Puerto Rico Governor Dithers While Murders Surge

One of the saddest moments of recent times was witnessing the utter incompetence of Governor Katherine Blanco's response to the devastation of Hurricane Katrina.

Watching her during press conferences and interviews you could see that she was shell shocked. She simply didn't have mental focus or courage to lead in Louisiana's time of need.

(BTW: Ray Nagin didn't have it either but unlike Katherine Blanco, he doesn't have the good sense to step down.)

While I don't have the benefit of watching Puerto Rico Governor Acevedo Vila, it appears to me that he too is immobilized in the midst of his island's man-made disaster: escalating murders.

Puerto Rico's murder rate was already sky high. Last year, there were 20 slayings per 100,000 residents, or 2.8 times the U.S. national rate (6.9) and 3 times New York City's rate (6.6).

And things are getting much, much worse.

In the first 15 days of 2007, island authorities report 46 murders in Puerto Rico, or double the number of killings during the same period last year.

And what is Governor Blanco--I mean Governor Vila--doing about it? Well, the AP reports that he's thinking may he will and may be he won't call in the national guard. Shouldn't the guard and every available police officer (including all of the desk officers) have already been deployed? I mean, it is Puerto Rico's single biggest challenge of potentially catastrophic proportion if it is not addressed immediately and effectively.

It's like having a field full of idle buses and while people are literally drowning in surging waters. Haven't we seen this picture before?

Also, are Puerto Rico's governors, politicians and police afraid of the criminals? This is a reality in many places and maybe that's the case in Puerto Rico. The authorities pretend to be cracking down on the drug trade, but they'll only go so far. However, even more tragically, in some instances the authorities are actually profiting from the illicit activity.

What accounts for Governor Vila's inaction? I don't know. What's clear is that he (as was the case with lightly talented Sila Calderon) appears clueless on ways to impose the rule of law on this island. Of course, Puerto Rico should've known what they were getting when they chose Vila as governor after presiding as mayor over San Juan's catastrophic rise in crime.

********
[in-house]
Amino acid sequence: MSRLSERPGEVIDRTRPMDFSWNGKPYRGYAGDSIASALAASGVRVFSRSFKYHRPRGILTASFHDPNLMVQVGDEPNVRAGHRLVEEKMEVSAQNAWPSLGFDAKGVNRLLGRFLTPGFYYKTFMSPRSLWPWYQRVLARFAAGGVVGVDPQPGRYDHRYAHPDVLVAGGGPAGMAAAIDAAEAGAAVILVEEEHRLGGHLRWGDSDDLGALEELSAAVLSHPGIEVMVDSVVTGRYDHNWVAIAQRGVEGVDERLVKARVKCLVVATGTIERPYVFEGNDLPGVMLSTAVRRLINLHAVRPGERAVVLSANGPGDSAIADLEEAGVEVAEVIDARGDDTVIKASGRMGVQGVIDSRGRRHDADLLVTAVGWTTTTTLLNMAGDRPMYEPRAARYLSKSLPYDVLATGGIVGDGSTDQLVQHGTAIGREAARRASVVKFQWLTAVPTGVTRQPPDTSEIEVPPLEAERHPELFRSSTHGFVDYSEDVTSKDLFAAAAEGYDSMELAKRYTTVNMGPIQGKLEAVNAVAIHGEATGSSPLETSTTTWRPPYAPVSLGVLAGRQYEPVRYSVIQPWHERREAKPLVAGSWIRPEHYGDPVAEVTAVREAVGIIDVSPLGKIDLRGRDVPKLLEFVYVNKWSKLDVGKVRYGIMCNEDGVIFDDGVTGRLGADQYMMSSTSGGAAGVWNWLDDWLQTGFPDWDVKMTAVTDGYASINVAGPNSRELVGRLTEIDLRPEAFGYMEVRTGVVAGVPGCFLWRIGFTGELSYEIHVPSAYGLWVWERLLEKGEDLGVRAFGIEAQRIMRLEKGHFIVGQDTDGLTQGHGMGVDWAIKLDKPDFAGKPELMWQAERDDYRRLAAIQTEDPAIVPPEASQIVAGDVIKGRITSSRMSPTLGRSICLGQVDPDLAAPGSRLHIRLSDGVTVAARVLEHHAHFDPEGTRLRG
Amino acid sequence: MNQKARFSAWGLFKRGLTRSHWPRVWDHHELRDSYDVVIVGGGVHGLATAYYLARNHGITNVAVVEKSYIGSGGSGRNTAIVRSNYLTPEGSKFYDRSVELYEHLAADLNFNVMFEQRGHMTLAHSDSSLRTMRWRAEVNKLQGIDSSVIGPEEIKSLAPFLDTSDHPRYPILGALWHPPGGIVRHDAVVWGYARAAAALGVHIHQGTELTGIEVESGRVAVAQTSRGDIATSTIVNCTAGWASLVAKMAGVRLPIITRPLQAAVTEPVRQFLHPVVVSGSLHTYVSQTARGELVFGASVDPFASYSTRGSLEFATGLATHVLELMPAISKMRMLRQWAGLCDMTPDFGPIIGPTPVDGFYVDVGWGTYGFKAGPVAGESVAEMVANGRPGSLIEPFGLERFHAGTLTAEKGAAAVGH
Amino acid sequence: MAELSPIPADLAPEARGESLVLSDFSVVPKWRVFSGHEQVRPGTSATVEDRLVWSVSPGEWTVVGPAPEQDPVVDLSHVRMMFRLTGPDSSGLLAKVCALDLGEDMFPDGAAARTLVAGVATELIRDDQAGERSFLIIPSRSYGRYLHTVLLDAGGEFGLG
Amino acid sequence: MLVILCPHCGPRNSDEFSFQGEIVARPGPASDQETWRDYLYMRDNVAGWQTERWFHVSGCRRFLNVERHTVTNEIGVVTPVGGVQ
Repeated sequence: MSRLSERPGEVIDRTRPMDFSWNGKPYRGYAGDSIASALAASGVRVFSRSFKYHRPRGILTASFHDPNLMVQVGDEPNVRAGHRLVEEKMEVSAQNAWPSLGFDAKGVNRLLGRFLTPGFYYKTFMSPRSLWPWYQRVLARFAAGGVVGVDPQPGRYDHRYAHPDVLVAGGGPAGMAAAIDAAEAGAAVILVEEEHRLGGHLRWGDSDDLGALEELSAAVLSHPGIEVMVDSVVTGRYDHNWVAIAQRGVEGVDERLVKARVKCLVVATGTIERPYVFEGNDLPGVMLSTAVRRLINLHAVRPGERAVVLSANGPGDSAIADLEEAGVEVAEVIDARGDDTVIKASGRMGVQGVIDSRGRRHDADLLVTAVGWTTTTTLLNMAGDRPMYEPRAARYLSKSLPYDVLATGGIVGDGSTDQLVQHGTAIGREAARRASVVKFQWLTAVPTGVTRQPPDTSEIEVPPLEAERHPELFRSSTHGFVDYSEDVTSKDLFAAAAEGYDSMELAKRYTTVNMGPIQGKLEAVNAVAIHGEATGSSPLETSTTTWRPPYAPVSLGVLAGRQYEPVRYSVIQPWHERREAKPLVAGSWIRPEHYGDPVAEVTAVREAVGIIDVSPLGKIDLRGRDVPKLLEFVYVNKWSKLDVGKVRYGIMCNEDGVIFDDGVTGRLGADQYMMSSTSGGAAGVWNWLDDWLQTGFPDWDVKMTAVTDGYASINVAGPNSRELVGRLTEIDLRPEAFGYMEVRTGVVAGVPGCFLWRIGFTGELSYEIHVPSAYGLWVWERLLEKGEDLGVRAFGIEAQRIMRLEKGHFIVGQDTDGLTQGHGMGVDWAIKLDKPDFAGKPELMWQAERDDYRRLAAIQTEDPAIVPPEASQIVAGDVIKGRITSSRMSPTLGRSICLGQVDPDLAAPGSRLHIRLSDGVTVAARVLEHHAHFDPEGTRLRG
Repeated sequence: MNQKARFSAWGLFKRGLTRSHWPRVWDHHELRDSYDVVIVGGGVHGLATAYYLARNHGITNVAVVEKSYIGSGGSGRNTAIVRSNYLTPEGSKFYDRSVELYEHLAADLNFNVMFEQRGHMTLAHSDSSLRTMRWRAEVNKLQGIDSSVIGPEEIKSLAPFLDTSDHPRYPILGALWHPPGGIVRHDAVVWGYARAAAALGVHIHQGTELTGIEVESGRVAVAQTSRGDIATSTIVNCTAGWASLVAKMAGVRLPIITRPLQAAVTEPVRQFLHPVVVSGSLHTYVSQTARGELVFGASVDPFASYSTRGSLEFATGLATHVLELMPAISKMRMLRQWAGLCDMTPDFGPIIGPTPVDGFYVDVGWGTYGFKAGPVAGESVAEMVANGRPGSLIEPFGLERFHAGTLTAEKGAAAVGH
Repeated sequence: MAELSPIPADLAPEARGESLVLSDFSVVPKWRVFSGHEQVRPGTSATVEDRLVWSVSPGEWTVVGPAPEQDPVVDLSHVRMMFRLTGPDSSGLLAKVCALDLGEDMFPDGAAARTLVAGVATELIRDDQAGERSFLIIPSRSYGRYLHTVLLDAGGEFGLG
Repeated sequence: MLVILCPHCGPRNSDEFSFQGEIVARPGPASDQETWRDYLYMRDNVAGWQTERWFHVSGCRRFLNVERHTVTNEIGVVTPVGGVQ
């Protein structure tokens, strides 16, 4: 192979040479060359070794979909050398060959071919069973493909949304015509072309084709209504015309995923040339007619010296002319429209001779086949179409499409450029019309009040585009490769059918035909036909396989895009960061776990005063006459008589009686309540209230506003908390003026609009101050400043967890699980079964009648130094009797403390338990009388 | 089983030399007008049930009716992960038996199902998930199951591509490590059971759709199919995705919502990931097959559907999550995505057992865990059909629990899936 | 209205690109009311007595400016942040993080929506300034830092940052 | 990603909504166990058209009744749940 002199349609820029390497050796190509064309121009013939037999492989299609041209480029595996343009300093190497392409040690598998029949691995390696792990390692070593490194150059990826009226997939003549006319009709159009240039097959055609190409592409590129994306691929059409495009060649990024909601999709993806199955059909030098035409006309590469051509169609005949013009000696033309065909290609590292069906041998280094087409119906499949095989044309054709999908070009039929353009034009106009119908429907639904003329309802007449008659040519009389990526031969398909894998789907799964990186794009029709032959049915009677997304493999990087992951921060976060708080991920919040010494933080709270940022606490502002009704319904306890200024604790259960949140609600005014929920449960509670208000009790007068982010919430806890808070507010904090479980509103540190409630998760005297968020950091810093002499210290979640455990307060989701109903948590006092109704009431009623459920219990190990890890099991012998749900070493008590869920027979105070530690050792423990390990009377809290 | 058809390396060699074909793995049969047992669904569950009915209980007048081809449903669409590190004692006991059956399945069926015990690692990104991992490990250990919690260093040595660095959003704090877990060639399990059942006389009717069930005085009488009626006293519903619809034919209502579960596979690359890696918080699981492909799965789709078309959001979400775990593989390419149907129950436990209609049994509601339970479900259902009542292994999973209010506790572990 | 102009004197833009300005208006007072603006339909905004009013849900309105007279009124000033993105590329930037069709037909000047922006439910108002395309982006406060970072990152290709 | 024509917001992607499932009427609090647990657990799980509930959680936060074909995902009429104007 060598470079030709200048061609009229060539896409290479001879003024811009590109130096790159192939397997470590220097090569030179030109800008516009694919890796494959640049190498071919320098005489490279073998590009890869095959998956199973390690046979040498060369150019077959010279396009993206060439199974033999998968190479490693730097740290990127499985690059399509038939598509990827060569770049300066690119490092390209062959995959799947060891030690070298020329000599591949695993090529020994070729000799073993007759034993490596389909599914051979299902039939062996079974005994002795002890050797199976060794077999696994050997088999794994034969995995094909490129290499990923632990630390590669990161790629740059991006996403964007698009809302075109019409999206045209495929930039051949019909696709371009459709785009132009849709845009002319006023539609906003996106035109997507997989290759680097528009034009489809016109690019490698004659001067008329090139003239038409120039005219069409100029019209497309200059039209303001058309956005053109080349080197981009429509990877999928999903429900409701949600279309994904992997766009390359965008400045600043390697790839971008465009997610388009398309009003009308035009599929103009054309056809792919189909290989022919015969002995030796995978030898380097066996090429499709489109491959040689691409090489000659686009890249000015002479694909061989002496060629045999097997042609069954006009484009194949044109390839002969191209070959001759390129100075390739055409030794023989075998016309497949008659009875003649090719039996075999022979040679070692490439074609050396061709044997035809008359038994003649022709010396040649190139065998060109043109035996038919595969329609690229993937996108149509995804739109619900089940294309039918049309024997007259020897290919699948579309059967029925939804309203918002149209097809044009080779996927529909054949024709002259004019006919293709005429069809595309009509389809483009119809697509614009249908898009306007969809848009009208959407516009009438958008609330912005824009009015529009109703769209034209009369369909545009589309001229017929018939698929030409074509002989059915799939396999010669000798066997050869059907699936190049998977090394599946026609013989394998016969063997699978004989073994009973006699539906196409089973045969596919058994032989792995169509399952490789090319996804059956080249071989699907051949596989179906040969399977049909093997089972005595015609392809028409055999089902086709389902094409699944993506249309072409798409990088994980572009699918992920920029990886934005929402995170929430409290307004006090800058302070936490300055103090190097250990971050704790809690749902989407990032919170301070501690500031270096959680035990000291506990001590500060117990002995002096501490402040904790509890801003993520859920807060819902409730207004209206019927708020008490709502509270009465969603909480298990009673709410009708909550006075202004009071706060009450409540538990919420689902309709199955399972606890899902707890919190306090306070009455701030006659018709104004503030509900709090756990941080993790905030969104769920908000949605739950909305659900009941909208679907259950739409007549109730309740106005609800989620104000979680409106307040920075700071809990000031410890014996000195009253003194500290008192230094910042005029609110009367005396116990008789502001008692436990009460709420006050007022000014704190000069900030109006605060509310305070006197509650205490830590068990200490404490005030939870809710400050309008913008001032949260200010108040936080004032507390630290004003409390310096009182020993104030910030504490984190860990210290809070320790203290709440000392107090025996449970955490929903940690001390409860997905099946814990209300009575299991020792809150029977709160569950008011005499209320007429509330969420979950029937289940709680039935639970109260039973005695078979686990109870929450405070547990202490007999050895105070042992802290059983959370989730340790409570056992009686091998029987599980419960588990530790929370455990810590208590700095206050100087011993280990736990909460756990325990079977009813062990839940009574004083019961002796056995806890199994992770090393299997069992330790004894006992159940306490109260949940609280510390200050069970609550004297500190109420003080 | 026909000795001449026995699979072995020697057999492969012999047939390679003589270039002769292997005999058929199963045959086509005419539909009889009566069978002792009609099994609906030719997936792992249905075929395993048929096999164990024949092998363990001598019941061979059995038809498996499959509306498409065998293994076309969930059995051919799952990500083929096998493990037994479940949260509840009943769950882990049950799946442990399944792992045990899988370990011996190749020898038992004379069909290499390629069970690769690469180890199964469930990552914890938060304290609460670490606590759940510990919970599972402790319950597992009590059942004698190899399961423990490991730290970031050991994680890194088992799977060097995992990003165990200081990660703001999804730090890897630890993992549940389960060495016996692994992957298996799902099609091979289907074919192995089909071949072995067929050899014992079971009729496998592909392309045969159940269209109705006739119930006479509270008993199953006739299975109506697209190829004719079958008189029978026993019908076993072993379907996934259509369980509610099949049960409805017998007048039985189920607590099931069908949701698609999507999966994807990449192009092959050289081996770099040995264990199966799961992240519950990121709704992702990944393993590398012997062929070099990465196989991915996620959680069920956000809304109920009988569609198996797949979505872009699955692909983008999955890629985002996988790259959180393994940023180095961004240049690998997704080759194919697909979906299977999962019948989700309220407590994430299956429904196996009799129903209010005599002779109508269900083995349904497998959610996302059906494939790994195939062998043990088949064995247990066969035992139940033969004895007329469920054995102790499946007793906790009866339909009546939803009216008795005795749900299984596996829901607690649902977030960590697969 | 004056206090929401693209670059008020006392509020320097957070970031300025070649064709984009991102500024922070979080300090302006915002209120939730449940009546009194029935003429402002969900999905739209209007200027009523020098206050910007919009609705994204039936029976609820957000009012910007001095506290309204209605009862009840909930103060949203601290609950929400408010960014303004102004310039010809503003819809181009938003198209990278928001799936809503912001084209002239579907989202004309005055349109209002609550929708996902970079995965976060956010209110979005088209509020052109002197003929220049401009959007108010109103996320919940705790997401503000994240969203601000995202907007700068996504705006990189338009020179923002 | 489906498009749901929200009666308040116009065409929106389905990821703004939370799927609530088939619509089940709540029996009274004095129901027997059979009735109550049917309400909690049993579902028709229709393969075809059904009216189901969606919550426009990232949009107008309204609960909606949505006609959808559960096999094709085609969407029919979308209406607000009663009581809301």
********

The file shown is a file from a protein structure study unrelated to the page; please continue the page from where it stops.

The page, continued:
Unfortunately, too many Puerto Ricans have also come to believe that politics is just a game and that it really doesn't matter who wins elections. The game is less on civic progress and more on which group gets to dole out gobernment jobs and contracts. But as we've seen in New York City's turnaround, the quality and courage of real individual leaders makes all the difference in the world.

Having proven incapable of providing for the basic public safety needs of residents, Puerto Rico appears resigned to see a further erosion in its tourist trade, and a continuing emigration of its more talented residents.

Puerto Rico: Paradise lost.


  1. Anonymous1/21/2007

    There's no denying that murder, whatever the rate, is a deplorable thing. But sadly, the number of murders has hovered around 1000 annually for the last 10 years. It's mostly a San Juan Metropolitan thing, not so heavy islandwide. And a high murder rate is nothing new here. If you dig deeper, it's a problem that has its roots in North America and drug trafficking. Puerto Rico's a great place to live and work (just see my site). If you want to help Puerto Rico, tell people in the U.S. to stop buying drugs.
    - Expatriot Gringo living in Ponce, Puerto Rico.

  2. Anonymous10/20/2008

    from my understanding P.R. is the U.s. also so tell your people to stop selling the drugs.

  3. It's true that there's a huge market in the U.S. for illicit drugs, and that many societies along pipeline are negatively affected by the machinations of the suppliers and traffickers.

    So clearly Puerto Rico and other transit points cannot solve the drug scourge alone.

    However, that's no excuse for the government of an affected society to do little to nothing about the problem.

    Additionally, islanders cannot ignore the fact that there's a growing drug addiction problem at home, and that some (if not most) of the murders are between rival traffickers serving the local market.

    I've seen little evidence of the PR government--current and past--with the resolve and plan to do its part to stem the escalating violence of the drug trade.